|Page 2 of 2 <|
DNA sets free D.C. man imprisoned in 1981 student slaying
Prosecutors said authorities had relied on more than testimony about hair when they asked a jury to convict Gates. A government-paid informant who said he knew Gates from the five years Gates lived in the District in the early 1980s testified that Gates confessed to him. Gates told attorneys that he had never heard of the witness.
Another witness testified that Gates tried to rob her just days before Schilling was killed and in the same place.
Ugast, who is a former chief judge and is now on senior status, oversaw the Gates trial in 1982. A jury found Gates guilty of felony murder while armed, and Ugast sentenced him to 20 years to life.
In 1988, Gates wrote Ugast from prison asking the judge to order a DNA test. He even promised to pay for the test himself. Ugast granted the test. But at the time, genetic testing was less reliable, and the results were not conclusive.
Then in late 2007, as his former court-appointed attorney, Roger Durban, was preparing to retire, Durban wrote Ugast asking him to order another DNA test if Gates was still alive. Durban sent a copy of the letter to the District's Public Defender Service.
At the hearing, Ugast asked Assistant U.S. Attorney Joan Draper why it took so long for prosecutors to look into the case. "We began looking into it as soon as it was brought to our attention," Draper said.
Draper said the government would provide Gates with winter clothes, $75 and a bus ticket to Ohio, where he has family. Gates's adviser, University of Arizona law professor Andy Silverman, who met him at the bus terminal, said Gates had to pay $35 for a cab ride from the prison to the Greyhound station.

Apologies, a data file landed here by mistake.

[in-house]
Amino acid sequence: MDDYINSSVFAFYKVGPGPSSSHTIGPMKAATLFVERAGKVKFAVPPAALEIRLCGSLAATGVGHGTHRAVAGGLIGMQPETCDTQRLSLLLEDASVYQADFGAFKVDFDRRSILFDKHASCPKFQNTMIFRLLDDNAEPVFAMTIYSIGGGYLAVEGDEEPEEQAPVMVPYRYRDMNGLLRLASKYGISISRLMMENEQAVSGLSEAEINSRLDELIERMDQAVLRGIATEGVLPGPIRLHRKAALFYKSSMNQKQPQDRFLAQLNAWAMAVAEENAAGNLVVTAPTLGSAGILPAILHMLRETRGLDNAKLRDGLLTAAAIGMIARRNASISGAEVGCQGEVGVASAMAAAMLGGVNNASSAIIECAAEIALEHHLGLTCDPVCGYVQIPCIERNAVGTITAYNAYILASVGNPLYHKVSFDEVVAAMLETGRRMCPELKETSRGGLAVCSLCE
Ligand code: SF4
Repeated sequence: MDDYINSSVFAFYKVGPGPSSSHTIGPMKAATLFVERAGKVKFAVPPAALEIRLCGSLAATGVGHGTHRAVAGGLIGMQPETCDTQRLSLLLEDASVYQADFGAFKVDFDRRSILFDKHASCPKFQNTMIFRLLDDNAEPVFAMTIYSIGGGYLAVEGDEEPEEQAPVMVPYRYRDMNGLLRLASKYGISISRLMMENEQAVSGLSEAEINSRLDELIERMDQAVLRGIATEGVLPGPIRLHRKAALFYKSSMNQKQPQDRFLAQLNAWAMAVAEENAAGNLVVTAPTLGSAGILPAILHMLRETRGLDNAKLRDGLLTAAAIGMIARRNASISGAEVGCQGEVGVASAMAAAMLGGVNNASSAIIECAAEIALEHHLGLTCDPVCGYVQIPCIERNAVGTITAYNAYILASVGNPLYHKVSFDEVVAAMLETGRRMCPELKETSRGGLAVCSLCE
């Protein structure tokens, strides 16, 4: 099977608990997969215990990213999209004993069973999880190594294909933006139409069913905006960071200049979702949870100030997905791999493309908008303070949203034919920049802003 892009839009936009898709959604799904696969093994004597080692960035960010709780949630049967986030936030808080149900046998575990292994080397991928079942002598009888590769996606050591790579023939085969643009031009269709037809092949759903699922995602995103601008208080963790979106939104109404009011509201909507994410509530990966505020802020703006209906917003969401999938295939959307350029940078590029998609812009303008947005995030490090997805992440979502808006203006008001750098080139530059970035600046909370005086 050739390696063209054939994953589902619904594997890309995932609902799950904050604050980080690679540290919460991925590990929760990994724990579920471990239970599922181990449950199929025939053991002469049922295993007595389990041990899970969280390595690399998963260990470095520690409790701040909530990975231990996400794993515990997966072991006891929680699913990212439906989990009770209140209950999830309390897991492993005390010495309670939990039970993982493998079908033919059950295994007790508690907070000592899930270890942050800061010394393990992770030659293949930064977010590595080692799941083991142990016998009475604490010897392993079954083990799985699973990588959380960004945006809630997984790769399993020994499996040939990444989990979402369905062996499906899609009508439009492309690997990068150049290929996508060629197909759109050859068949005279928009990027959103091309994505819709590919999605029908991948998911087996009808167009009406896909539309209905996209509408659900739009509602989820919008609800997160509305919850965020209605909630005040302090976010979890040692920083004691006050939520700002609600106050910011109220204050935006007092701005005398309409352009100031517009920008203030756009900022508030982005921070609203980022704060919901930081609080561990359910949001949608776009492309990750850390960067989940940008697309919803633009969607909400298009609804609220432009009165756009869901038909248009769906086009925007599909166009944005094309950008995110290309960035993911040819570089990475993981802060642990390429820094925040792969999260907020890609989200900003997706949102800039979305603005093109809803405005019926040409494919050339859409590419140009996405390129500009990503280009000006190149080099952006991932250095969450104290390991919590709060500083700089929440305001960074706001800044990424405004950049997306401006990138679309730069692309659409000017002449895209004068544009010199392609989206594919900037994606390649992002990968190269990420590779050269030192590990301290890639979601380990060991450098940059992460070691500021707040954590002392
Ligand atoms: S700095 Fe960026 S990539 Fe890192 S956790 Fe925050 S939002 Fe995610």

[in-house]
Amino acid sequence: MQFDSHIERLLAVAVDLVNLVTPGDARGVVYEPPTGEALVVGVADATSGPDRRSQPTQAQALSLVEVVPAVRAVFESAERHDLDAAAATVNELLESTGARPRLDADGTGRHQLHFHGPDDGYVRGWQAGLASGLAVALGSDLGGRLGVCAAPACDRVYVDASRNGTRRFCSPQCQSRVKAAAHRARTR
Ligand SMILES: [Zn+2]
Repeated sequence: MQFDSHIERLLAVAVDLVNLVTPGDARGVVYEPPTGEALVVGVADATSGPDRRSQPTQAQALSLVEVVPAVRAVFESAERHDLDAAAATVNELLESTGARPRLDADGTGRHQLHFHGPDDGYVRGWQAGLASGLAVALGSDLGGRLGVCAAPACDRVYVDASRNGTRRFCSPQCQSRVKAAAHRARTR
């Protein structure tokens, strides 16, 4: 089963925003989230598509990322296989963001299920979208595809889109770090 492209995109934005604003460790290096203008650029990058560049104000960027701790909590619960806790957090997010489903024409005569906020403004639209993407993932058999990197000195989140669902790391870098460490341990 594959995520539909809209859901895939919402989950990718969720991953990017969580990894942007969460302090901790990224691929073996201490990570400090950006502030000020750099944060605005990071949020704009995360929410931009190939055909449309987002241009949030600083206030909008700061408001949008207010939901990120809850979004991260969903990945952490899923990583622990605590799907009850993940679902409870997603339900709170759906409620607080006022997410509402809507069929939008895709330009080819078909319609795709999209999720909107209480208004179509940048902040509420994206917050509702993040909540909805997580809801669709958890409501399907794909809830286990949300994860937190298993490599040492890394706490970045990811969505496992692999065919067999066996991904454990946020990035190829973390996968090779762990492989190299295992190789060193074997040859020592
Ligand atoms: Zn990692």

At the hearing, Gates's attorney, Sandra K. Levick, asked that he receive more financial help. "Mr. Gates is a victim here. We ask the U.S. to use more resources beyond this pittance so Mr. Gates can get on with his life," she said.
Another hearing was scheduled for Dec. 23, at which prosecutors will review all the DNA testing to determine whether Gates should be exonerated and be released from having to register as a sex offender.
One of Gates's friends, Ricardo Nesbitt, who attended the hearing, said he never thought that his friend could have raped and killed anyone. "I knew he wasn't the one," said Nesbitt, who used to play basketball with Gates on the public courts on Seventh Street NW and worked with him unloading trucks.
Gates "just wouldn't do anything like that. He deserves more than $75."
Staff researcher Magda Jean-Louis contributed to this report.